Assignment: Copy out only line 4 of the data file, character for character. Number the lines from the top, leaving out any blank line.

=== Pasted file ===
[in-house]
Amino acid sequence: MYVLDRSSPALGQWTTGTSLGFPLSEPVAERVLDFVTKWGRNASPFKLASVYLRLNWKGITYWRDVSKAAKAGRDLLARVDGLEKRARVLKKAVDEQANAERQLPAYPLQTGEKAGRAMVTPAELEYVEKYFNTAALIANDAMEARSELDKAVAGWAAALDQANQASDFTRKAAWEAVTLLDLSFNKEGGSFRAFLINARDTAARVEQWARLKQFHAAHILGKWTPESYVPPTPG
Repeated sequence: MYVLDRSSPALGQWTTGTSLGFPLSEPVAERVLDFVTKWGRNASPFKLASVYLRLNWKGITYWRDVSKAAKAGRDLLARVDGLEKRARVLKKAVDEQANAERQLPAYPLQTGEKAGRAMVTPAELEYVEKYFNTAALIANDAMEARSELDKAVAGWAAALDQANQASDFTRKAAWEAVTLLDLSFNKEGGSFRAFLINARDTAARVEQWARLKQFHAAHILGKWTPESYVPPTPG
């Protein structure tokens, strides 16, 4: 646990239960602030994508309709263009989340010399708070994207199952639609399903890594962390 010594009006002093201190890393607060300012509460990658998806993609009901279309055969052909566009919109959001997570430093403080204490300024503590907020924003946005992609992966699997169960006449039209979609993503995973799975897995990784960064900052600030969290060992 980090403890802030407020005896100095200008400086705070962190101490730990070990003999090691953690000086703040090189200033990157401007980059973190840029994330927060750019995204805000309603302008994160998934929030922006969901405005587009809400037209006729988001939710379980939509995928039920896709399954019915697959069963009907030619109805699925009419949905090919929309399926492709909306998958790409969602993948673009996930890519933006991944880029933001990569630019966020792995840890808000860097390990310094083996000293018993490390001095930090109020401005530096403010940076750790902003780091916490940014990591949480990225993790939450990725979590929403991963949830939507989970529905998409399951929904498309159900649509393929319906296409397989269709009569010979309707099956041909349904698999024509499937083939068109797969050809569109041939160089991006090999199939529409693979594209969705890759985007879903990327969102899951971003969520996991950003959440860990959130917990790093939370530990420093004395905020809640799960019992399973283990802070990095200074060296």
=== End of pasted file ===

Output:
């Protein structure tokens, strides 16, 4: 646990239960602030994508309709263009989340010399708070994207199952639609399903890594962390 010594009006002093201190890393607060300012509460990658998806993609009901279309055969052909566009919109959001997570430093403080204490300024503590907020924003946005992609992966699997169960006449039209979609993503995973799975897995990784960064900052600030969290060992 980090403890802030407020005896100095200008400086705070962190101490730990070990003999090691953690000086703040090189200033990157401007980059973190840029994330927060750019995204805000309603302008994160998934929030922006969901405005587009809400037209006729988001939710379980939509995928039920896709399954019915697959069963009907030619109805699925009419949905090919929309399926492709909306998958790409969602993948673009996930890519933006991944880029933001990569630019966020792995840890808000860097390990310094083996000293018993490390001095930090109020401005530096403010940076750790902003780091916490940014990591949480990225993790939450990725979590929403991963949830939507989970529905998409399951929904498309159900649509393929319906296409397989269709009569010979309707099956041909349904698999024509499937083939068109797969050809569109041939160089991006090999199939529409693979594209969705890759985007879903990327969102899951971003969520996991950003959440860990959130917990790093939370530990420093004395905020809640799960019992399973283990802070990095200074060296």